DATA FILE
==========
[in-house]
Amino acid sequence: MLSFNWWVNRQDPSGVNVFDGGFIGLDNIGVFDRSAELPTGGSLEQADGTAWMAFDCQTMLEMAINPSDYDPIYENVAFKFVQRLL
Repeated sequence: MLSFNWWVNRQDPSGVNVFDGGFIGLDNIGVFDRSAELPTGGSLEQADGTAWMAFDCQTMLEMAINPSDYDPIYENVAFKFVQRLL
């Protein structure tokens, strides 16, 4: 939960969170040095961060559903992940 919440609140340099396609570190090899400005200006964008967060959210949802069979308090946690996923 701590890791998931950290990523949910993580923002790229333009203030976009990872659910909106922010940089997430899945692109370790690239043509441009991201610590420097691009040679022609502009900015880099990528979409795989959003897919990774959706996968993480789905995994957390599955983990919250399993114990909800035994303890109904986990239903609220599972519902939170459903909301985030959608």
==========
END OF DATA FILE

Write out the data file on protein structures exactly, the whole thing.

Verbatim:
[in-house]
Amino acid sequence: MLSFNWWVNRQDPSGVNVFDGGFIGLDNIGVFDRSAELPTGGSLEQADGTAWMAFDCQTMLEMAINPSDYDPIYENVAFKFVQRLL
Repeated sequence: MLSFNWWVNRQDPSGVNVFDGGFIGLDNIGVFDRSAELPTGGSLEQADGTAWMAFDCQTMLEMAINPSDYDPIYENVAFKFVQRLL
């Protein structure tokens, strides 16, 4: 939960969170040095961060559903992940 919440609140340099396609570190090899400005200006964008967060959210949802069979308090946690996923 701590890791998931950290990523949910993580923002790229333009203030976009990872659910909106922010940089997430899945692109370790690239043509441009991201610590420097691009040679022609502009900015880099990528979409795989959003897919990774959706996968993480789905995994957390599955983990919250399993114990909800035994303890109904986990239903609220599972519902939170459903909301985030959608």